Elyse is another friend from college, who also does amazing things...all the time. Right after she graduated from college, she biked from Austin to Alaska in the Texas 4,000 and is currently kicking ass in med school. She's one of those people who makes up her mind to do something, and always has incredible reasons for doing them, and then just does them. She doesn't require anyone else to go her way with her. She's fierce and independent, and I admire the hell out of her.
Amber is a friend of Kellen's whom I met once very briefly at a lunch in Texas when she came down from Oregon to visit. I really liked her when I met her, and when I found a link to her blog on Kellen's site, I became even more impressed. Not only is she an amazing writer, but she is a person who loves to travel and has a genuine desire to help people. Dissatisfied with her first post-college job, she recently quit and is spending the summer traveling and taking on sort of DIY self-improvement projects. She's also landed a job doing something she has a passion for—she'll be working for Girls, Inc. in the fall. The way she's really stuck by her ideals, the way she always seems to be actively seeking out the life she wants...she's very inspiring. I've been secretly reading her blog for 4 years (I finally came out of the closet a few months ago) for that very reason.
That's what I've got for now. I really hope you find these girls as amazing and impressive as I do, and that they encourage you to look for whatever it is you want from life and to be unafraid to reach for it when you find it.
Now I've got a question for you: Who inspires you?
Jun 12, 2009
Of course, as with any move, there is always some trouble figuring out where to store everything and the occasional buying/selling of furniture. Part of my additional 300 sq. ft. is a dining room, which I didn't have at my old place, and so I've added a dining table to my shopping list. And because my kitchen is about half the size of the old one, I don't have cabinet space for some of my dishes and food products, so I've added a stand-alone pantry to the list, too.
Because I hate buying new and having to pay exorbitant prices for what more often than not is particle board that will fall apart in a few years anyhow, Craigslist has become my new best friend. The only problem? Wading through dozens of ridiculous/overpriced/trashy pieces of furniture, often with bizarre/vague descriptions and no pictures, or written by people who are so creepy just in writing that I have no desire ever to meet them in person.
In Portland you see a lot of advertisements for "vintage" or "antique" furniture, which they've marked up to antique store prices, but which often lack antique store polish. For the "vintage" dining tables, I've come across far more heavily scratched, stained or damaged finishes, mismatched dining room suits, and just plain tacky 10-year-old cheap furniture than I have anything that I would actually be willing to pay a little extra for due to its historical value.
Then there is all of the stuff from IKEA and Target being resold at almost the same price as new items from those stores, and after a couple of years of use, I'm sorry, but it's particle board. It doesn't retain value.
There is everything listed as "brand new," which usually means: 1) it is being sold by a furniture store at furniture store prices, 2) it is being sold by someone who really did just buy this furniture and are being forced to get rid of it for whatever reason and are trying to lose as little as possible on the deal, and 3) the stuff that isn't new at all and is just being peddled as new so people can drive up the prices. Not that the differences in this category really matter, though, since most of the stuff in this category is pricey, and even if the item is pricey for good cause, that doesn't make the money magically materialize in my bank account.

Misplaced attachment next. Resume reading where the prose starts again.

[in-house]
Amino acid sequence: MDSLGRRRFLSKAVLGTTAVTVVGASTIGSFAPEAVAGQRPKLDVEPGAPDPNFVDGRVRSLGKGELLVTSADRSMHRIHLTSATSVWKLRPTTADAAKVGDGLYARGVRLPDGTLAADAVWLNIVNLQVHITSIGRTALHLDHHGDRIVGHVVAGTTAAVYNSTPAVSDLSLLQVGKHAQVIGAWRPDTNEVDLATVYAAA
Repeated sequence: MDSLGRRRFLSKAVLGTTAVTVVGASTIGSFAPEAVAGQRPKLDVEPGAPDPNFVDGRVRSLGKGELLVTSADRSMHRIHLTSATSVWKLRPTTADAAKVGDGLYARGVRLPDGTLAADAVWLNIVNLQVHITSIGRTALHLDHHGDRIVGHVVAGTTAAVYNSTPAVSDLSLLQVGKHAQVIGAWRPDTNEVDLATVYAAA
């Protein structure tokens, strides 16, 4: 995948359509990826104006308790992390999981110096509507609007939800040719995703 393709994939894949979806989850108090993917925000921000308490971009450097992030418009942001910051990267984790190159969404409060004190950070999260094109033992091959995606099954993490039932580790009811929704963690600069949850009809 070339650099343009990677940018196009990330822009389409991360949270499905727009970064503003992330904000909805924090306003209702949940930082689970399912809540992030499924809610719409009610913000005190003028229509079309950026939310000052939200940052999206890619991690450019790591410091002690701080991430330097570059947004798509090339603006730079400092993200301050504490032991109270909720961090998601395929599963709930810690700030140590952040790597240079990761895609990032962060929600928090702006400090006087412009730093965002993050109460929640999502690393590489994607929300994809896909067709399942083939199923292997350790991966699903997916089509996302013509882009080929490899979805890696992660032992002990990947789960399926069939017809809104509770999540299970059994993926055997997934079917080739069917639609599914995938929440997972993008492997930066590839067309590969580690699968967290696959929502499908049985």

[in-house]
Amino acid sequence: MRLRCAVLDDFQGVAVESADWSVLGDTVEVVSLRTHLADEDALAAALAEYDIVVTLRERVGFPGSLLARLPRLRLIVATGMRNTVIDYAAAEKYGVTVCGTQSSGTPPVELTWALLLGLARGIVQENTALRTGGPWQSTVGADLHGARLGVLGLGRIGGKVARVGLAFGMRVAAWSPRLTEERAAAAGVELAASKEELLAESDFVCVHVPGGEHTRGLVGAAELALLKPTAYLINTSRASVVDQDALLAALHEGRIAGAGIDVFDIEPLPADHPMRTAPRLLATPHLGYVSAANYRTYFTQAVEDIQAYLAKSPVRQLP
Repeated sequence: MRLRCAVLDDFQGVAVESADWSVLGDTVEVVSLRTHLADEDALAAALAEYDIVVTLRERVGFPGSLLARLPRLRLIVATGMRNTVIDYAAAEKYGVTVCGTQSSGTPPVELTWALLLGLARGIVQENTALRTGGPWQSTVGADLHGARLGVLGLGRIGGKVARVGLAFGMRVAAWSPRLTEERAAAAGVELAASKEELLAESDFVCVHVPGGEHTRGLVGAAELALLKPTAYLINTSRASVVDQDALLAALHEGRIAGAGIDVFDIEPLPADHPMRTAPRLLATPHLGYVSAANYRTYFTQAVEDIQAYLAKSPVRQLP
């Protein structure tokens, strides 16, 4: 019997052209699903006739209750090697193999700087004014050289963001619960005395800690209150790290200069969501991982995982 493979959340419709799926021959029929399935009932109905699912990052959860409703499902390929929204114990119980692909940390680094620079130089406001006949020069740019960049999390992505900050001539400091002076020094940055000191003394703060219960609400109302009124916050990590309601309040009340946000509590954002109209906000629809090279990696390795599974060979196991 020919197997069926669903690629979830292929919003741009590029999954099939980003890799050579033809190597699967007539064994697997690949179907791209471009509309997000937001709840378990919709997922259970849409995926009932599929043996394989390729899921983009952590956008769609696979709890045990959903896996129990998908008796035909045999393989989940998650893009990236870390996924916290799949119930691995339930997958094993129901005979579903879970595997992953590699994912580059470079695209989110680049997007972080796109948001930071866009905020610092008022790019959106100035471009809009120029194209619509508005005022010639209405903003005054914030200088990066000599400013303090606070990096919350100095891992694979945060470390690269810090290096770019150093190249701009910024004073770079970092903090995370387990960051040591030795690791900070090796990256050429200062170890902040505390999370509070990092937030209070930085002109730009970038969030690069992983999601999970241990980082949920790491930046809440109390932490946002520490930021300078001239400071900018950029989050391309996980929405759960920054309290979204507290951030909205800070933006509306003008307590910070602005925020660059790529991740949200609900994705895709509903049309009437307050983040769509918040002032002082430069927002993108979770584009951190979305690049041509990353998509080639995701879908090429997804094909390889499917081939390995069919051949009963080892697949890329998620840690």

The rest of the stuff on Craigslist, the stuff that has been listed honestly and is being offered at a reasonable price and isn't total rubbish? Most of it is just tacky. Nobody wants to buy anything wooden (or particle board) that is the same color as the wood paneling in my parents' house that's been there since 1972. Nobody wants your smurf blue couch...or your couch that's the color of baby poop...or your couch that has the pastel patterns that haven't been in since the 80s. And nobody over the age of 19 wants your futon, okay? Nobody. So just do everyone a favor and leave it by the dumpster.
Then, after searching for days and days and finally finding something you actually like that is in a reasonable price range, you e-mail or text the person (whatever they say is the best method of contact) and wait anxiously to find out if you can have a now much-coveted piece of furniture. After all, you've wasted hours of your time scouring the internet to find it. You feel almost like you deserve it for the pain you've endured. But about half the time, you never hear a word of response. The other half, the stuff you actually liked has already been sold. And you're back at square one.
Seriously, if it's this difficult to find decent furniture on Craigslist, why the hell do people even bother trying to date on Craigslist?
Jun 10, 2009
Apparently some responded to Seth's blog with some criticism, namely how to pay the bills while doing a lot of pro bono work and self-funded training. If you can stay with your parents, or even some really generous friends, for a while, or if you can get some crappy job that helps you make rent, there's no reason why you can't devote at least some of your time to these activities. They could bring you a job you really do want, or just give you some things to feel good about in your life. Regardless, I think it's worth considering. I know I'm already adding some of these items to my to do list.
Thanks, Adam, for the link!
Jun 8, 2009
The only problem? A lot of them aren't just stories.